C2 is calling for a 150uf 450V capacitor.
Would this be where a Motor Run would be used?
If so what Motor Run should I use?

Would something like this be suitable?

Thanks
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Old 16th July 2012, 02:19 PM   #17
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Quote:
Originally Posted by Einric View Post
C2 is calling for a 150uf 450V capacitor.
Would this be where a Motor Run would be used?
If so what Motor Run should I use?

Would something like this be suitable?

Thanks
Can you post a schematic? (so that everybody is on the same page?). Yes, the final cap in the PS is typically where the motor run cap would be used. You can use a motor run cap, or a motor run in parallel with a low ESR electrolytic to get more uf and the low ESR benefit of a motor run cap.

The cap you posted in the Ebay link should be what you want, although the title says "run" and "start". You don't want a motor start cap, you need a motor run cap.

The idea is to have a low output impedance power supply, and these large motor run caps have a lower ESR than a comparable electrolytic. Running say a 47uf motor run in parallel (bypassing) with say a 100 uf or 120uf electrolytic would also be fine, since the MR cap gives you the low ESR and you still have plenty of uf. If there is a spot on the PCB for C2, then it should be easy enough to do both, since the MR cap will be mounted off-board due to it's size.

If you want a good quality low ESR electrolytic to run in parallel with the MR cap, consider the panasonic TS-HA, TS-HB, TS-UP series or Cornell Dublier caps. Nichicon and others make appropriate caps as well. These are usually "snap-in" style and are designed for PS use.
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Old 16th July 2012, 04:10 PM   #18
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Quote:
Originally Posted by Einric View Post
C2 is calling for a 150uf 450V capacitor.
Would this be where a Motor Run would be used?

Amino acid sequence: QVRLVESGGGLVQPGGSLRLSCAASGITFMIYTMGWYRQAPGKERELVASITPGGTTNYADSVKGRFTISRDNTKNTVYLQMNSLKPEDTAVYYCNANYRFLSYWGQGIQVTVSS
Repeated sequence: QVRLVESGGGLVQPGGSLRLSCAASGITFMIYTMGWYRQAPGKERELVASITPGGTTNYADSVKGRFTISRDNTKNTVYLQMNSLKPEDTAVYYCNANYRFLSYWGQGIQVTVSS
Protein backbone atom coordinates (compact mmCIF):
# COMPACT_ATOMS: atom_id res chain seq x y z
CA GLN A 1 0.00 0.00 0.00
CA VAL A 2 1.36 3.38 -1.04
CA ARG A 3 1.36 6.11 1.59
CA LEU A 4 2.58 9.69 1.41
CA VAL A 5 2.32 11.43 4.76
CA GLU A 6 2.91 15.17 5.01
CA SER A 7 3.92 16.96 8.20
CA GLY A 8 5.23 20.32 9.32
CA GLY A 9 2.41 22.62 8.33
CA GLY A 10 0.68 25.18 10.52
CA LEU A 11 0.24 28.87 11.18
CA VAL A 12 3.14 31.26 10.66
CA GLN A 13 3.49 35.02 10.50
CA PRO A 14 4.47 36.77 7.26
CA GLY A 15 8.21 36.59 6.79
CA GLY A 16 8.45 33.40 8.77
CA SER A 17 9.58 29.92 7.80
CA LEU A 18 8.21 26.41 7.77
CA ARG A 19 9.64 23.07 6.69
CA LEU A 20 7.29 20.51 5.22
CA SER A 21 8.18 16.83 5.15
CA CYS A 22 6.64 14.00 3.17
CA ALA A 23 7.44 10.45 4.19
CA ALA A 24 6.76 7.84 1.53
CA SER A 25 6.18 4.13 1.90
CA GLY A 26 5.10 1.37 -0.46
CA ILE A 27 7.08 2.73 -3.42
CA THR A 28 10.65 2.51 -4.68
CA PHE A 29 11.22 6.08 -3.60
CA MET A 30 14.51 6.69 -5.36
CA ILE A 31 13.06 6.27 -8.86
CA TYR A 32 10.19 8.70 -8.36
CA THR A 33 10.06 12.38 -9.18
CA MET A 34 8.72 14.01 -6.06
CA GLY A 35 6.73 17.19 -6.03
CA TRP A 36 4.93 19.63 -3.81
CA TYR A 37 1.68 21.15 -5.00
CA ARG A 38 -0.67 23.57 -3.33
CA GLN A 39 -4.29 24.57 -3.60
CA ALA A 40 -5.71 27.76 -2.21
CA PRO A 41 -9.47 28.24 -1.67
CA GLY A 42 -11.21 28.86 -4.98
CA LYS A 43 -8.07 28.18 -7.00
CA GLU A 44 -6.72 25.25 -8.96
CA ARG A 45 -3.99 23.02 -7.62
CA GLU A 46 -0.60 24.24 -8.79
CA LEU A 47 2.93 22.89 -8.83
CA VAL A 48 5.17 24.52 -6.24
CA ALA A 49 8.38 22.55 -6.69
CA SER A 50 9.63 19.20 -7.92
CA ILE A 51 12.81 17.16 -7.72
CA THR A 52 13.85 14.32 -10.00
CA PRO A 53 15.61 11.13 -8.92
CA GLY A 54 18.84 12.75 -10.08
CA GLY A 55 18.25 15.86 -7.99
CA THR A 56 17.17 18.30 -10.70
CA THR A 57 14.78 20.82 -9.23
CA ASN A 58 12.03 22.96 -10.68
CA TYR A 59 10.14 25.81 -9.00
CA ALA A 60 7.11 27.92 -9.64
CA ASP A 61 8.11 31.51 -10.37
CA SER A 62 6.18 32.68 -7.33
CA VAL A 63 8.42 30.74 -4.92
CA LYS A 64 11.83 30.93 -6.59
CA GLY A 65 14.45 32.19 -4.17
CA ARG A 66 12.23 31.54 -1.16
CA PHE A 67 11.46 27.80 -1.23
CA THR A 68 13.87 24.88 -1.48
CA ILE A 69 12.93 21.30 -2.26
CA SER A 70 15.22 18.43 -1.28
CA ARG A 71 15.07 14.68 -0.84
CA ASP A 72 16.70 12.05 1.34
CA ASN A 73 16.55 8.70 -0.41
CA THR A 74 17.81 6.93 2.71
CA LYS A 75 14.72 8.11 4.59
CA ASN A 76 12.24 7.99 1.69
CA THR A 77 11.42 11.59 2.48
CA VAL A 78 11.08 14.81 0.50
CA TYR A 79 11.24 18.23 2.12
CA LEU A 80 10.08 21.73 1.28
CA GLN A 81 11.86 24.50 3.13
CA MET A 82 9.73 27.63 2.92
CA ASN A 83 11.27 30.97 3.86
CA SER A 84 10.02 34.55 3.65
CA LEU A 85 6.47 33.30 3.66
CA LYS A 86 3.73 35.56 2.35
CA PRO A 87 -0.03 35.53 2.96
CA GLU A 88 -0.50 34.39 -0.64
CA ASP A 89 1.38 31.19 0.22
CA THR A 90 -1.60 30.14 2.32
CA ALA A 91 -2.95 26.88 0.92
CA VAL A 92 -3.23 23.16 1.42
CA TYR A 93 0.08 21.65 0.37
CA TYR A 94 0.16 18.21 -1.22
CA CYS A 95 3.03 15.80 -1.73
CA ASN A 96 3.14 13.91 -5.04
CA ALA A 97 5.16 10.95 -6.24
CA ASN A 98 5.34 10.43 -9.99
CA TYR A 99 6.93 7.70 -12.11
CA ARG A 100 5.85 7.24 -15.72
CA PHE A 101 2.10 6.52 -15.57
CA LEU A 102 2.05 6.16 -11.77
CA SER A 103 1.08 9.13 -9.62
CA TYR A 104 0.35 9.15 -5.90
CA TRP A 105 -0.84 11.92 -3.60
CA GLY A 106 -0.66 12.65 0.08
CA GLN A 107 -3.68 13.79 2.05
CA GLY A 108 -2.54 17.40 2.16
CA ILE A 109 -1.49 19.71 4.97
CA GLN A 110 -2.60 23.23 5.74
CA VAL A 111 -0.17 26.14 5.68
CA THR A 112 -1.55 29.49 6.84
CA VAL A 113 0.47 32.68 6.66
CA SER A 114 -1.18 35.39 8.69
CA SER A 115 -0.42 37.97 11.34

If so what Motor Run should I use?

Would something like this be suitable?

Thanks
No, that's noit what you're looking for. It is an aluminum electrolytic, you want an oil filled motor run cap.

In my SSE, I have 2 ~100uF motor run caps and just replaced an 150 uF electrolytic with a 100 uF Mundorf M-Tube Cap in the C2 position:

Mundorf MTube Series Film Capacitor

The clarity cap may be even better (lower esr) but they were out of stock when I ordered:

ClarityCap TC Series Film Capacitor

The difference in clarity and dynamics with the Mundorf cap is pretty big. If you're going to spend some extra cash on good parts, this is a very good place to do it!
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Old 17th July 2012, 12:24 AM   #19
Einric is offline Einric  United States
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I had my eye on the TS-HA because of the 300hrs@105C.
Maybe I could look at the ClarityCap for a bypass.
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Old 17th July 2012, 02:31 AM   #20
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Default you mean 3000 hrs......

Quote:
Originally Posted by Einric View Post
I had my eye on the TS-HA because of the 300hrs@105C.
Maybe I could look at the ClarityCap for a bypass.

The TS-HA's max out at 400V, the TS-HB's at 450V, and the TS-UP's at 500V. The capacitor voltage rating needs to be at least 141% (sqrt 2) of your power transformer secondary voltage to live a long happy life.

There are other low ESR type snap-ins that will work fine as well, although some get rather pricey.

Bypassing any of these with a film cap would work fine, or bypassing with a motor run cap.

Good catch by Davec113.....you don't want an electrolytic for a motor run, you want oil filled like an Aerovox, ASC or equivalent.